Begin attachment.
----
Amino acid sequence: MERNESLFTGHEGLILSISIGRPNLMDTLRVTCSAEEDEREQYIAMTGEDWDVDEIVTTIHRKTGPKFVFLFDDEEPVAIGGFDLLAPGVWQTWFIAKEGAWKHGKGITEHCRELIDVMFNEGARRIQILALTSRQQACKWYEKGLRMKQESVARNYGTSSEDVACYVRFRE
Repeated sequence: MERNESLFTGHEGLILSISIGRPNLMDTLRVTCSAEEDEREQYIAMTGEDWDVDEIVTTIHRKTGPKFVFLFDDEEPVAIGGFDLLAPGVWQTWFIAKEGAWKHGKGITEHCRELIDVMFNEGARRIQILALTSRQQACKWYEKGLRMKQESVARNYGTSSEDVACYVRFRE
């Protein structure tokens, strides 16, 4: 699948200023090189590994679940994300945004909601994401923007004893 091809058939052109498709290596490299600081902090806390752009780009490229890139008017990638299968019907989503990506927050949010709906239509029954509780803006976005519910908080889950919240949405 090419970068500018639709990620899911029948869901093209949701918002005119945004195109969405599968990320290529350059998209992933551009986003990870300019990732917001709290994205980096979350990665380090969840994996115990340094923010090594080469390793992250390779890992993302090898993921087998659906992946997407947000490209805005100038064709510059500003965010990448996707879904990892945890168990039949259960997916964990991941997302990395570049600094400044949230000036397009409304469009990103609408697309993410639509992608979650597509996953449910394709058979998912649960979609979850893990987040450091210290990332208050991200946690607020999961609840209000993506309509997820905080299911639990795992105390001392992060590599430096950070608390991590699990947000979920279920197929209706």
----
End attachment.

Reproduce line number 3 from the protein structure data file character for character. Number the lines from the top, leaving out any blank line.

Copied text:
């Protein structure tokens, strides 16, 4: 699948200023090189590994679940994300945004909601994401923007004893 091809058939052109498709290596490299600081902090806390752009780009490229890139008017990638299968019907989503990506927050949010709906239509029954509780803006976005519910908080889950919240949405 090419970068500018639709990620899911029948869901093209949701918002005119945004195109969405599968990320290529350059998209992933551009986003990870300019990732917001709290994205980096979350990665380090969840994996115990340094923010090594080469390793992250390779890992993302090898993921087998659906992946997407947000490209805005100038064709510059500003965010990448996707879904990892945890168990039949259960997916964990991941997302990395570049600094400044949230000036397009409304469009990103609408697309993410639509992608979650597509996953449910394709058979998912649960979609979850893990987040450091210290990332208050991200946690607020999961609840209000993506309509997820905080299911639990795992105390001392992060590599430096950070608390991590699990947000979920279920197929209706």